In this post I’m going to talk about the natural logarithm, continuous growth and their relationship. In the process, I’m also going to derive * e*.

The story begins with the exponential function: . We want to know its derivative.

To be continued…

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# Category: Mathematics

# What’s so natural about ‘e’?

# Euler’s number

# Bayes’ Rule Explained

# Mandelbrot Set

exploring chaos

In this post I’m going to talk about the natural logarithm, continuous growth and their relationship. In the process, I’m also going to derive * e*.

The story begins with the exponential function: . We want to know its derivative.

To be continued…

Euler’s number (*e*) and an understanding of its not-so-obvious relationship with continuous growth has eluded so many of us, it’s only apt that we take some time out of our daily lives to sit down and have a little chat.

**An Example**

Interest earned on an investment of $100 @ 10% annual interest-rate is $100 a year. Usually, this $10 will be paid out at the end of the year. This can be modeled as:

If you don’t want to wait for one whole year to earn interest, you may ask for the accrued interest to be paid every six months. In that case, you earn $5 twice a year.

Following this logic, interest could be earned as frequently as desired while the total interest earned in a year remains the same. For example, you could demand 100 interest payments to be made at equal intervals of time within a year, net interest earned still being $10 per annum.

Okay, so now you’re getting 100 interest payments a year. By the end of the year, you’re able to add 10% to your investment.

You’re happy with the way things are until a friend shows up who tells you there’s a way to make more money, and it’s by re-investing the interest earned! Between each interest payment, you add the previously earned interest to the principal amount, thus changing the interest that will be earned next. Unlike previous scheme, the amount of interest paid keeps increasing. As the number of payments (n) approach infinity, then:

To generalize, let’s say x = 0.1. Then:

And so, can be rewritten as:

You wake up one morning and feel something isn’t right. Your head hurts. You’re aware that recently there’s this virus on the loose that’s causing people to lose their minds and you worry that you might be infected. This disease is aptly named Mindlostisis and no cure exists. So you rush to the nearest hospital and get yourself tested. Test comes positive. Doctor tells you 90% of people who have Mindlostisis test positive. Should you be worried?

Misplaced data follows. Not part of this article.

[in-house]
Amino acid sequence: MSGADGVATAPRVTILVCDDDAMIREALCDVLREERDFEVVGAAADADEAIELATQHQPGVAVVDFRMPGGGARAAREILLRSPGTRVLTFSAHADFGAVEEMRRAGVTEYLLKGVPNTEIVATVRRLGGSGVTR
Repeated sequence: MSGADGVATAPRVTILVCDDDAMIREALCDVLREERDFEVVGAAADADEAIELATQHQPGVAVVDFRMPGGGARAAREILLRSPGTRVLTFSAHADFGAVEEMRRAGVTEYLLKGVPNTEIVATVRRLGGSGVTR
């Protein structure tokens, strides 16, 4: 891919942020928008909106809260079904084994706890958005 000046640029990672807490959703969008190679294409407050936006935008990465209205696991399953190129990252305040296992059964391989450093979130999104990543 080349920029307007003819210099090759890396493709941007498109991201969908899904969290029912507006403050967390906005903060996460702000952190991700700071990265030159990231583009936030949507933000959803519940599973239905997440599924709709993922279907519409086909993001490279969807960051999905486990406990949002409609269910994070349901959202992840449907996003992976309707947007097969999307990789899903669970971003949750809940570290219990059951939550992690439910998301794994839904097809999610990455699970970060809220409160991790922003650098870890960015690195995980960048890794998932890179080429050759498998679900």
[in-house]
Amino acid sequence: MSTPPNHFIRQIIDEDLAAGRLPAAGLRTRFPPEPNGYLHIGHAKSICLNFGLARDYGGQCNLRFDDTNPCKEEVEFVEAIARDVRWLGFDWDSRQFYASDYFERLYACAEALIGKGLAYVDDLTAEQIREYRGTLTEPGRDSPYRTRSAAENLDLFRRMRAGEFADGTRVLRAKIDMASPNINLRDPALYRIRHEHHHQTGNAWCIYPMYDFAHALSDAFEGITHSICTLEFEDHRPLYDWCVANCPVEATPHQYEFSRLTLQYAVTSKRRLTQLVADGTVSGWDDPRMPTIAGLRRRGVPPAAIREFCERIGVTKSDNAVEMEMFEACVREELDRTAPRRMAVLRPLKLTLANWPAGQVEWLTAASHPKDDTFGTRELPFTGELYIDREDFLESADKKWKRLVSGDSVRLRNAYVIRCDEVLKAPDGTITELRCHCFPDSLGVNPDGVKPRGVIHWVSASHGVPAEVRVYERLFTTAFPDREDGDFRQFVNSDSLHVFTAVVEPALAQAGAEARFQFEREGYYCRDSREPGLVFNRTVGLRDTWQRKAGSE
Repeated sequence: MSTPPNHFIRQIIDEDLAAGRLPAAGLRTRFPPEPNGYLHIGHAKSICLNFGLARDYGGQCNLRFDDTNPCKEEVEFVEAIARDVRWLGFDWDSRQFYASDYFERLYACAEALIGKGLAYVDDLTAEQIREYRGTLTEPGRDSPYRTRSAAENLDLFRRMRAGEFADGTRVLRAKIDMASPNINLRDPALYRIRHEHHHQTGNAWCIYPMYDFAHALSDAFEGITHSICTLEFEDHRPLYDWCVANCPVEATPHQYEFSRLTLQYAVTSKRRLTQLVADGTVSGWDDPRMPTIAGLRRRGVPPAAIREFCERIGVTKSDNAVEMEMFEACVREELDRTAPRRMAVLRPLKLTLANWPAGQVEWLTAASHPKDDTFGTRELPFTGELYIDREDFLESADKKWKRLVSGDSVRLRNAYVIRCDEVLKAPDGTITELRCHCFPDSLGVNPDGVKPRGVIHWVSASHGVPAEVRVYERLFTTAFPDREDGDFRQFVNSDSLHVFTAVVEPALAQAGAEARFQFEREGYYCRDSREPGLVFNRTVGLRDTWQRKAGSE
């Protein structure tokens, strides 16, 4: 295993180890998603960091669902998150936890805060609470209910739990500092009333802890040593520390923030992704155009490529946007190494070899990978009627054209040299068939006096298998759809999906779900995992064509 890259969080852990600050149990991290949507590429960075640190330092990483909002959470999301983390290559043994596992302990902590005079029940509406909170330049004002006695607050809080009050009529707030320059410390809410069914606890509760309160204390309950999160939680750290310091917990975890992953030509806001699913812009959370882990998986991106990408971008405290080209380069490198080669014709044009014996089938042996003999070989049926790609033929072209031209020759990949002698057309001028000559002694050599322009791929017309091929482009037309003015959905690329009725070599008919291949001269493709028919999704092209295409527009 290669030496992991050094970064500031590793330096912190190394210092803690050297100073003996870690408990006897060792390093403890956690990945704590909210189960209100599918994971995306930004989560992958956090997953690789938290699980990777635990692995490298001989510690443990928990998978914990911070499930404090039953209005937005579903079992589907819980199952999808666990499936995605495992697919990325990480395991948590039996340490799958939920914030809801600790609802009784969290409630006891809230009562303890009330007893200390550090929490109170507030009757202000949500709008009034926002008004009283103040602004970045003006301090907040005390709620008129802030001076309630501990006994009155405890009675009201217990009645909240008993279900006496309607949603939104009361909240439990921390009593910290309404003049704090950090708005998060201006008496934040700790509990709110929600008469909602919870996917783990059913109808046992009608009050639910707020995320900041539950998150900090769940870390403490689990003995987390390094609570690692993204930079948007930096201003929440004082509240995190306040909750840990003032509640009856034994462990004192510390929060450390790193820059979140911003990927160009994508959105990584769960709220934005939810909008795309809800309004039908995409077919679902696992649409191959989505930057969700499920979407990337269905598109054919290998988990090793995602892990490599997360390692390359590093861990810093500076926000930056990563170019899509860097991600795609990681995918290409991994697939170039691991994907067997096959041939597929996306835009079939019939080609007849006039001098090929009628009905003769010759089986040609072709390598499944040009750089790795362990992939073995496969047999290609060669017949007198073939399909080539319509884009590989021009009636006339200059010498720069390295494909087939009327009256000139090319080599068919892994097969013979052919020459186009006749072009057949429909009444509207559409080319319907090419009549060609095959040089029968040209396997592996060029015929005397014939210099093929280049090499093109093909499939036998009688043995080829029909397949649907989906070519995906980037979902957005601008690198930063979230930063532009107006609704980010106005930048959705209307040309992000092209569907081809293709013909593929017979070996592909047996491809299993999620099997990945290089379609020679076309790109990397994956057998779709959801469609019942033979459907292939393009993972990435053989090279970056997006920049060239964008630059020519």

No, not yet. ** Because what if 90% of people who don’t have Mindlostisis also test positive? ** The doctor has given you a number that you don’t care about, namely the probability of testing positive if you have the disease. Instead, what you

**P(T)** = Probability of the test coming positive.

**P(M)** = Probability of having Mindlostisis.

**P(T|M)** = Probability of a positive test given that you have Mindlostisis.

**P(M|T)** = Probability of having Mindlostisis given that the test comes positive.

Rephrasing what’s been said earlier, the doctor gave you **P****(T|M)** when it’s **P(M|T)** that you’re really interested in. And this is where Bayes’ Rule comes in:

This equation is far from obvious so let’s try and understand it using a Venn diagram.

** U** = Set of all people in the city.

Additionally, total number of people in any set is denoted in lowercase. For example, total number of people in ** X** is

What you want to know is **P(M|T)**, which is the ratio of number of people in * A* and number of people in

In order to calculate **P(M|T)**, we do need **P(T|M)** but that’s not enough. Something more is required, and let that something be * s*.

Putting it all together we get:

Clearly, to be able to tell your chances of having the disease given a positive test, you not only need to know what the doctor said, but also: **(P(M) / P(T))**.

For my viewing pleasure.

R code:

library(ggplot2) mandelbrot_set <- function(precision) { is_mandelbrot_point <- function(a, b) { orig_a <- a orig_b <- b n_iters <- 30 # defines escape propensity for (i in seq(n_iters)) { x <- a y <- b a <- (x^2 - y^2) + orig_a b <- (2*x*y) + orig_b } # If the number escapes to infinity, it's not a mandelbrot point. if (is.nan(a) || is.nan(b)) F else T } n <- 3 # axes restricted to -3 to +3 x <- NULL y <- NULL for (i in seq(-n, n, precision)) for (j in seq(-n, n, precision)) { flag <- is_mandelbrot_point(i, j) if (flag) { x <- c(x, i) y <- c(y, j) } } data.frame(x, y) } mdat <- mandelbrot_set(.01) ggplot(mdat, aes(x, y)) + geom_point(color="brown", size=.1) + theme(axis.title=element_blank(), axis.text=element_blank(), axis.ticks=element_blank())